It’s yours, it’s free and it matters. Don’t be afraid of what you will find. If you wait until you get the unexpected creditor phone call, no turning back. Each year, the government gives one free credit report to consumers (that’s you), but you have to go get it: https://www.annualcreditreport.com/cra/index.jsp . Also consider investing in a credit protection service. It is another bill, but the peace of mind is priceless. If you don’t want to shell out the cash every month, check your credit report on a bi-annual basis from services like freecreditreport.com which offers one free credit report and additional reports for a small fee.

  1. Don’t be afraid of credit cards…be afraid of willpower

Building credit is one of the best things to do. Credit cards with good interest rates and rewards programs can not only build your credit but you can earn discounts and rewards like airline miles. The key is to use your credit wisely and watch your willpower. It is very easy to use as an extension of your wallet for some cute shoes or great music, but understand the true purpose of credit, to prove your fiscal responsibility and purchasing power. Don’t spend more than you can pay back and use it for larger purchases. Used wisely the purchasing power of good credit can get you very far with very little.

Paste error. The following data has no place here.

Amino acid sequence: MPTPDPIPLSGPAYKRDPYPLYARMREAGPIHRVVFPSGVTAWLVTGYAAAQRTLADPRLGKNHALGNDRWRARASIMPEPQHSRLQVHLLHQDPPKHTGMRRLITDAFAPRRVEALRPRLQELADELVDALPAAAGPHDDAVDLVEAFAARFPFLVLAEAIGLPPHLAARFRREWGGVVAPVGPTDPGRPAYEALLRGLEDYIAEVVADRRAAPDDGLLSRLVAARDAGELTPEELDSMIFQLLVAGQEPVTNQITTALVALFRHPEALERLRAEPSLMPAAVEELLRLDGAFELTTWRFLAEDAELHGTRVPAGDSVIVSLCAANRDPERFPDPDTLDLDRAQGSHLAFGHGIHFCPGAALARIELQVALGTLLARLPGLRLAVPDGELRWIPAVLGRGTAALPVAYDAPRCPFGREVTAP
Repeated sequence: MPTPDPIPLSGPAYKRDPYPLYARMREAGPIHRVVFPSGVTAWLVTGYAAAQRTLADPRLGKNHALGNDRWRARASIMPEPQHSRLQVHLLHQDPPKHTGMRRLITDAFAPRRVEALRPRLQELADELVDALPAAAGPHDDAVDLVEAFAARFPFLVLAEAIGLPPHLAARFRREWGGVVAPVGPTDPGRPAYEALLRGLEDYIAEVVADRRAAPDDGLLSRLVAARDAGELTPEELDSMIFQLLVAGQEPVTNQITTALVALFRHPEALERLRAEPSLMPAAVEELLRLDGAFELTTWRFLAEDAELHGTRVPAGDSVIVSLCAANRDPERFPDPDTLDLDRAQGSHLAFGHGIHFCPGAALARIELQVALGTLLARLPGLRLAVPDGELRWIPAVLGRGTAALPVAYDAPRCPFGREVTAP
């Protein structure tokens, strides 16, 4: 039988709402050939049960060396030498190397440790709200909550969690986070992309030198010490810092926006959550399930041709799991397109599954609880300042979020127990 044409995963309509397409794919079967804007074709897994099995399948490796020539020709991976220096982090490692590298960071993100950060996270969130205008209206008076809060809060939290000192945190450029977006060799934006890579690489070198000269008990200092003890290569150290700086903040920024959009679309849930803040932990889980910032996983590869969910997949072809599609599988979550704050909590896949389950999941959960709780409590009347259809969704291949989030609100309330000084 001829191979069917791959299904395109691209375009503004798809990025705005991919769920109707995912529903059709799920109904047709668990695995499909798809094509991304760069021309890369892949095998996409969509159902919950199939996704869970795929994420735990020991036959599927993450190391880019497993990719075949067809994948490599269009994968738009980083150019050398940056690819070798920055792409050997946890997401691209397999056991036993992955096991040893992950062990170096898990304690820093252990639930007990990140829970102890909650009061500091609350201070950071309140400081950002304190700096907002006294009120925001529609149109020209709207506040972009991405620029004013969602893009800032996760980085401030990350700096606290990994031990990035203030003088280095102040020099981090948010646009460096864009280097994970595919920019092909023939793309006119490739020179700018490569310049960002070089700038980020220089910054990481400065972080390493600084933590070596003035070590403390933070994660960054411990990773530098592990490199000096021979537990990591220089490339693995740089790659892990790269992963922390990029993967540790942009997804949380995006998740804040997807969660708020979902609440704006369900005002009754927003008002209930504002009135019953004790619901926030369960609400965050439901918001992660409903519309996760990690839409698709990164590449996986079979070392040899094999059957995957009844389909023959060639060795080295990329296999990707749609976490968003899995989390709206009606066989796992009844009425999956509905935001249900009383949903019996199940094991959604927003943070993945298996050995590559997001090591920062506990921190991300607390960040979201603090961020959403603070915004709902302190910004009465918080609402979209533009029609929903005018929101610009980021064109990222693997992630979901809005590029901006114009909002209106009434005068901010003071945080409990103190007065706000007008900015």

1. Make a budget and stick with it

That way you know when, were and how to most appropriately use your credit. It can be overwhelming to chart and track every little purchase, but it answers that age old question “where did it go”. Take the extra step beyond your check registry and start to track your purchases. Use online banking coupled with a budget spreadsheet (templates are extensive on the internet and through standard software) to start tracking and once you get into the groove, it becomes routine!